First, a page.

Catch a Tiger by the Toe: How the Tiger King Got Caught (for Copyright Infringement)
Caution: Spoilers Ahead. Netflix’s wildly popular documentary series Tiger King: Murder, Mayhem and Madness continues to capture the imagination of the public as countless media reports and a follow-up Netflix episode chronicle the various developments and characters featured in the show.
The true-crime drama highlights various legal missteps of “Tiger King” Joe Exotic, an eccentric big-cat breeder and owner of a private animal park in Oklahoma, in his escalating feud with Carol Baskin, the owner of a Florida animal sanctuary, culminating in a 22-year prison sentence for Exotic. The series concludes with Exotic’s conviction for solicitation of murder-for-hire and criminal animal abuse. But it was Baskin’s civil lawsuits—filed years prior—that marked the beginning of the end for Exotic.
The Copyright Lawsuit
In episode four of Tiger King, Exotic describes how he was sued for copyright infringement after posting a photograph of animal-sanctuary volunteers holding dead prey rabbits on social media and claiming the photograph evinced animal cruelty at the sanctuary. Exotic complained that Baskin did not take the photograph and did not even own the copyrights until she bought them for $5.00 just days before filing the lawsuit.
After a year-and-a-half of litigation, the court ruled in Baskin’s favor on summary judgment. The parties subsequently entered a consent judgment, awarding Baskin $50,000 in statutory damages. Although the judgment was not nearly as large as the contemporaneous judgment for trademark infringement, the sizable award was tacked on to Exotic’s bill to Baskin, ultimately exceeding $1,000,000. The combined judgments are portrayed as the precipitating event that ruins Exotic financially, causing him to spiral out of control.
Copyright Lessons Courtesy of the Tiger King
The depiction of the copyright lawsuit in the Tiger King highlights various principles of copyright law. These legal principles allowed Carol Baskin to obtain copyrights in a photograph she did not take or initially own and sue Exotic—and ultimately obtain a judgment against him.
Initially, the creator of an original work automatically obtains copyrights in the work upon creation. According to Baskin’s lawsuit, the photographer of the subject photograph was an individual by the name of Julie Hanan. Thus, Ms. Hanan owned the copyrights to the photo when she snapped the picture—not Baskin or her animal sanctuary.
But copyright ownership can be transferred, if done in writing and signed by the copyright owner. According to Baskin’s lawsuit, Ms. Hanan transferred her copyrights to the animal sanctuary by a signed agreement prior to the sanctuary’s lawsuit.
Importantly, copyrights must be registered with the U.S. Copyright Office before an infringement lawsuit can be filed. In addition to numerous benefits that accompany copyright registration, registration allows copyright owners to file a lawsuit to enforce their copyrights. In this case, the U.S. Copyright Office approved registration of the photograph just days before the lawsuit commenced, suggesting Baskin had to wait until registration was granted before she could file the lawsuit.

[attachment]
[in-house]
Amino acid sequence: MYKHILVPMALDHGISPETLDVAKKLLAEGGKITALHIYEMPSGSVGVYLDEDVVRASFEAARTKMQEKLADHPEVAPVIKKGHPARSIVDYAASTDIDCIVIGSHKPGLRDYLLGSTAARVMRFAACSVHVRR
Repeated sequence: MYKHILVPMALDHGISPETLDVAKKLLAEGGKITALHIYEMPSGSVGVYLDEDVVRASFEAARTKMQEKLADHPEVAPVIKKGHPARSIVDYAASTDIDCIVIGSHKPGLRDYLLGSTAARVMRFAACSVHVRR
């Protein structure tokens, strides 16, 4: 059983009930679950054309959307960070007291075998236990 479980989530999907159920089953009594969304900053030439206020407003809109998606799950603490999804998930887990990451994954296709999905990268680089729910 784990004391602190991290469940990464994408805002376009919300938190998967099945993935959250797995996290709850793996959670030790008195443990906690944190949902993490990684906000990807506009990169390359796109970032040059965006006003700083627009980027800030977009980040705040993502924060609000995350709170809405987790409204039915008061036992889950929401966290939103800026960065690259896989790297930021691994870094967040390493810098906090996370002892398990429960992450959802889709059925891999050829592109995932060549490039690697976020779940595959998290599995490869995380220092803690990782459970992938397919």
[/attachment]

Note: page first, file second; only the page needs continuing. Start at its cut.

Although Baskin did not benefit from it in this case, in some cases, copyright owners can elect to recover statutory damages instead of having to prove actual injury from infringement. To qualify for statutory damages, the owner must register the copyrighted work either prior to its infringement or within three months of its initial publication. Baskin’s application to the U.S. Copyright Office indicates the photograph was taken in 2009 and initially published on April 25, 2010—more than a year before Baskin applied to register the photograph. Accordingly, Baskin was not entitled to statutory damages in the suit (though the consent judgment erroneously called the $50,000 award “statutory damages”).
Baskin would have been better positioned had she registered the photograph earlier and been eligible for statutory damages. But she likely was not anticipating Exotic’s actions and merely reacted to the opportunity when it presented itself. Thus, she was able to utilize basic copyright law to capitalize on Exotic’s missteps and prevail in yet a second lawsuit using intellectual property rights to depose the Tiger King.
About the Authors: Aaron K. Haar is an attorney at the Phoenix law firm of Jaburg Wilk. He practices in the areas of intellectual property, internet law, and business litigation. He advises clients in all matters relating to the protection and enforcement of intellectual property rights.
Michael B. Dvoren is a partner and intellectual property attorney at Jaburg Wilk, where he assists clients with various intellectual property matters. He has helped numerous clients navigate the complexities of trademark law in litigation, pre-litigation disputes, the registration process and transactions.